3. "The generous Treatment."
"The generous Treatment." through ".possible I could get on Shore?" (pp. 26-35)
Crusoe proceeds to settle as a plantation owner in Brazil. He eventually realizes, with rueful irony, that he has entered into the very station of life-the middle class-that he sought to escape by leaving home all those years before. No longer having the services of Xury, or of any servants or slaves, Crusoe reflects that he is living "just like a Man cast away upon some desolate Island." Making arrangements to have half of his wealth transferred from England, however, Crusoe soon buys a slave, and his plantation's fortunes continue to grow.
Four years later, some of Crusoe's fellow plantation owners prevail upon Crusoe to undertake a voyage to "Guinea" to procure slaves. Although Crusoe does not really need to increase his wealth, he agrees. On September 1, 1659-"being the same Day eight Year that I went from my Father and Mother"-Crusoe again sets sail. A hurricane soon arises, blowing the ship off course. Twelve days later, the vessel is "leaky and very much disabled," and the master resolves to return to Brazil. Unfortunately, yet another storm blows the ship into unknown waters: "we knew nothing where we were." Their ship having struck sand, the crew scrambles into an escape boat and begin rowing to shore; however, the wild waves sweep most of them away. Only Crusoe is driven to land.
With this section, Defoe at last begins the main portion of his narrative. Now, however, readers can see the necessity of what has come before. For example, we learn something of Crusoe's character in his decision to undertake the slaving mission to Guinea. As Crusoe (who is, of course, telling the tale in retrospect) states, he ignores the multiple warnings of others and of circumstance in deciding to once more set out to sea. He does not use "Prudence" when deliberating "what [he] ought to have done, and ought not to have done" (quite possibly an allusion to St. Paul's discussion of the sinful human condition in Romans 7:14-20). Why does Crusoe make this bad decision? He indicates that his motive is greed: he confesses that the idea of the slaving voyage might have been "a fair Proposal" to a poorer plantation owner, but that for him, now "being worth three or four thousand Pounds Sterling. to think of such a Voyage, was the most preposterous thing that ever Man in such Circumstances could be guilty of." But deeper than the greed, perhaps, lies Crusoe's vanity as a motive. His plantation's prosperity leads him to plan "Projects and Undertakings beyond my Reach"-language that evokes the classical concept of hubris, or overreaching pride. In Greek drama, hubris proves to be the protagonist's tragic, fatal flaw; readers can at this point only wonder if it will prove to be so for Robinson Crusoe as well.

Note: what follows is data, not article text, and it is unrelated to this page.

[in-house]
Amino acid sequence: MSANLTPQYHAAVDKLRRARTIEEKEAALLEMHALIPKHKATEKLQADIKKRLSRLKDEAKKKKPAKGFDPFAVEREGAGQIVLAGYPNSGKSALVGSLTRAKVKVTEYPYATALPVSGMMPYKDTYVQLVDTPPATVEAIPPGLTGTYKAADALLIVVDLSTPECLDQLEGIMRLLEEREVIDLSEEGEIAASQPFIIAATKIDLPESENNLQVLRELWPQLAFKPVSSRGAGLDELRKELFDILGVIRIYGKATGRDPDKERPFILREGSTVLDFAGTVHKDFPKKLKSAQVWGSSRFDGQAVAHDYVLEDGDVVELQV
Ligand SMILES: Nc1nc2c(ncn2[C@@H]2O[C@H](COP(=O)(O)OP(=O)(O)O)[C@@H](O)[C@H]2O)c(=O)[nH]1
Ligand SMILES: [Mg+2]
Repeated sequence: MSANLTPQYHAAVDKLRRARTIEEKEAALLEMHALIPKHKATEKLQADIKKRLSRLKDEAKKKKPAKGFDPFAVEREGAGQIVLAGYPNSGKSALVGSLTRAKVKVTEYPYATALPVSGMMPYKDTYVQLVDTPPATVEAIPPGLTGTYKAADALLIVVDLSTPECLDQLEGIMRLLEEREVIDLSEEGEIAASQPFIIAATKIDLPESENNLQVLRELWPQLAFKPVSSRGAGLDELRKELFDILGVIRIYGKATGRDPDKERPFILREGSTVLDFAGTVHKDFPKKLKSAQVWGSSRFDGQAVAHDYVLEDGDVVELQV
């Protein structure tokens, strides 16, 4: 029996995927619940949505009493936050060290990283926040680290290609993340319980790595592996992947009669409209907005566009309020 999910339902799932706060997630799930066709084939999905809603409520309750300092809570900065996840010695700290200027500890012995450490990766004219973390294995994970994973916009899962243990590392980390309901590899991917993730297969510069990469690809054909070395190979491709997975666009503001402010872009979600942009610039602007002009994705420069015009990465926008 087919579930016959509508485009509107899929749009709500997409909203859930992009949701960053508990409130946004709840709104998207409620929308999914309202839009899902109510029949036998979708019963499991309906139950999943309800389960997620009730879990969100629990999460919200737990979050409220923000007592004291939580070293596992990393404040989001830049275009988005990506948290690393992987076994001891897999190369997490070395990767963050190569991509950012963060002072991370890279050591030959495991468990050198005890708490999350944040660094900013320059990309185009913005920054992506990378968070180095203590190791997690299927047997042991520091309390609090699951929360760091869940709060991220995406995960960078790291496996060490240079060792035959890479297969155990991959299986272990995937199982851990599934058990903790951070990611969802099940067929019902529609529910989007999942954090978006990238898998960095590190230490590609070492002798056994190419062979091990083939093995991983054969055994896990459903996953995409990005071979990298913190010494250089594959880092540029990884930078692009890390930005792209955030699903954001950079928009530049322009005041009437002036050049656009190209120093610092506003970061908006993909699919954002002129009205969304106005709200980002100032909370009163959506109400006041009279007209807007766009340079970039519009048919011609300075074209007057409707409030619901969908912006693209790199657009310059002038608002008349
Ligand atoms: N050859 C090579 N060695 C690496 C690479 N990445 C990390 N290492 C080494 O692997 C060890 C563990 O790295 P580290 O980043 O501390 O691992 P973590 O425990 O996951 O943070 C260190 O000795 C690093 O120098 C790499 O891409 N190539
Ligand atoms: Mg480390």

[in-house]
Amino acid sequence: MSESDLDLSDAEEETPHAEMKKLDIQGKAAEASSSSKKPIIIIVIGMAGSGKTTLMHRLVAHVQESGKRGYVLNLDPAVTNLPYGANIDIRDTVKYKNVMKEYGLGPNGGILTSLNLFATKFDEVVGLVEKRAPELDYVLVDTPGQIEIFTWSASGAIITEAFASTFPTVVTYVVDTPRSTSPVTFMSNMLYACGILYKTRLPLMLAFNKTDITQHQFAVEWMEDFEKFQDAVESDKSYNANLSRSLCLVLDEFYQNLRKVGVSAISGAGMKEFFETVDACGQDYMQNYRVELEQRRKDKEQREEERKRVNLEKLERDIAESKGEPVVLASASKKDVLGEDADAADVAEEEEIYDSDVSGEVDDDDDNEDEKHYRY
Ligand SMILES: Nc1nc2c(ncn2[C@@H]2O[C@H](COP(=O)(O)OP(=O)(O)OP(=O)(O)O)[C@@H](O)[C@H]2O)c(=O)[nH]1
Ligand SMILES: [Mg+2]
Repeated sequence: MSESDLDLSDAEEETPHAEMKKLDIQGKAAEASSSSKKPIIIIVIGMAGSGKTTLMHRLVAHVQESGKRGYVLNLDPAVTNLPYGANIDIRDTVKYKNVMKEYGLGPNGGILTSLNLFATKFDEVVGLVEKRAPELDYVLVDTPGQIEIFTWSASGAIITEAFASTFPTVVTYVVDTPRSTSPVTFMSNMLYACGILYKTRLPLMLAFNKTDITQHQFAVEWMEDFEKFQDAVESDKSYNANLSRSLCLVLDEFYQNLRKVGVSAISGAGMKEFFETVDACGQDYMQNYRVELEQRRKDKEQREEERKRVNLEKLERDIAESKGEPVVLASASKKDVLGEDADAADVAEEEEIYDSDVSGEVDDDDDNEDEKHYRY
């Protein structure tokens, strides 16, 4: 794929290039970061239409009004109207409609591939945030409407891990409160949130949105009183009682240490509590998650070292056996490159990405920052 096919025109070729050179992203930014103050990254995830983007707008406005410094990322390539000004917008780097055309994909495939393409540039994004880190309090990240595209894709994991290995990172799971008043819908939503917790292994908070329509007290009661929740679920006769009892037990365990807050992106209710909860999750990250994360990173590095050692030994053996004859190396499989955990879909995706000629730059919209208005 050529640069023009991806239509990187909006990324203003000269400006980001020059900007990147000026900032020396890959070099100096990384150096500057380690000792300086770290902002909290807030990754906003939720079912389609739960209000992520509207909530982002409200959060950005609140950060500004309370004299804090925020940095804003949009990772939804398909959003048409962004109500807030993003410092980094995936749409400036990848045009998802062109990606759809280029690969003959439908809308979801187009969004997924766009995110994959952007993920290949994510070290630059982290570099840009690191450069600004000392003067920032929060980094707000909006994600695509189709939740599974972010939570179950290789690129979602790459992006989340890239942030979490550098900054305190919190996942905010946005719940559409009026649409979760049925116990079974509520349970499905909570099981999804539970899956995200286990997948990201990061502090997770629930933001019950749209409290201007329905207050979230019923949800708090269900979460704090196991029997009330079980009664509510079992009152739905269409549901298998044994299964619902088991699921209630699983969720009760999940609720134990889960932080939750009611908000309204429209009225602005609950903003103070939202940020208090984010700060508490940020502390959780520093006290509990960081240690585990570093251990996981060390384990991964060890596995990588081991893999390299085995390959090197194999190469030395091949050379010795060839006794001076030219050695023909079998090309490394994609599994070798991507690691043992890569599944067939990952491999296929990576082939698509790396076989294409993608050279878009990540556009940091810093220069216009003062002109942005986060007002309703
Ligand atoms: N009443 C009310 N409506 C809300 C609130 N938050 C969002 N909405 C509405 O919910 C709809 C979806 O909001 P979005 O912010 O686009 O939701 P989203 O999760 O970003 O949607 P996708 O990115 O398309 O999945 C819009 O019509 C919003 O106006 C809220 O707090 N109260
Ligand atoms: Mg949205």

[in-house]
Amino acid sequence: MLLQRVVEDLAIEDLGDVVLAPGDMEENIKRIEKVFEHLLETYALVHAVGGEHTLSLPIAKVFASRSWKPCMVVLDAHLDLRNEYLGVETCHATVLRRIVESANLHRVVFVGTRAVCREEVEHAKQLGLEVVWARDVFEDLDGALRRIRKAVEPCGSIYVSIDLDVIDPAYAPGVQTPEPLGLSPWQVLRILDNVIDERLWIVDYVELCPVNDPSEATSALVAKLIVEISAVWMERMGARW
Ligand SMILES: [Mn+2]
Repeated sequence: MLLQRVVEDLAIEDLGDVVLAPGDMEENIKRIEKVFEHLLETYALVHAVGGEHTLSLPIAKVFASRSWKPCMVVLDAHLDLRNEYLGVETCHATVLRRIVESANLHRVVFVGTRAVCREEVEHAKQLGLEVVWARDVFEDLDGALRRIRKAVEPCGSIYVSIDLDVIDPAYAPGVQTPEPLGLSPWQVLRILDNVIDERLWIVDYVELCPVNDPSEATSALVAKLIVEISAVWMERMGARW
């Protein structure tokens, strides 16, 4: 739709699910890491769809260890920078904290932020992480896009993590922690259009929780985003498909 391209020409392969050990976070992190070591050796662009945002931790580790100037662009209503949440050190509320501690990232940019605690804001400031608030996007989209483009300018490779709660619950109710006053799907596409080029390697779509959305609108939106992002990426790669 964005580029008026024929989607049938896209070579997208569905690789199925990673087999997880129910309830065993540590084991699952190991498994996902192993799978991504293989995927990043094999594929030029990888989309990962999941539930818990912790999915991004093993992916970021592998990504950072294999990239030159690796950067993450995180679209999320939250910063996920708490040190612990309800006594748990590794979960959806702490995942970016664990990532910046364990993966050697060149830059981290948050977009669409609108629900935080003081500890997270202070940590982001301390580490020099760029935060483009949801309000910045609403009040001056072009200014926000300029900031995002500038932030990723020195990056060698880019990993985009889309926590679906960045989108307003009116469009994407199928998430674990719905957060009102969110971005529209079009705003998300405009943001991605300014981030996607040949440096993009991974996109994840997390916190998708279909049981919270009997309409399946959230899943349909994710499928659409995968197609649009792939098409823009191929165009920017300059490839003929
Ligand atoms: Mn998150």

The text raises another set of questions, however, regarding why and how Crusoe finds himself shipwrecked and alone (a circumstance that is, incidentally, signaled with a none-too-subtle passage of foreshadowing as Crusoe reflects on his early hard labor on his Brazilian plantation). Even as he, in a sense, accepts the responsibility for his calamity by admitting his greed and pride, Crusoe also laments that he "was born to be my own Destroyer." He suggests that the sailing vessel's shipwreck on an unknown island was foreordained-"our Voyage was otherwise determined." Again, the book evidences a concern with the question of the degree to which human beings are shapers of their own destiny. Is each individual "the wilful Agent of all [her or his] own Miseries," or must the individual make allowance for the fact that "all human Affairs are. subject to Changes and Disasters?" (The two propositions occur within a page of each other, indicating the complex philosophical issues involved!) Who or what is ultimately to blame for Crusoe's shipwreck?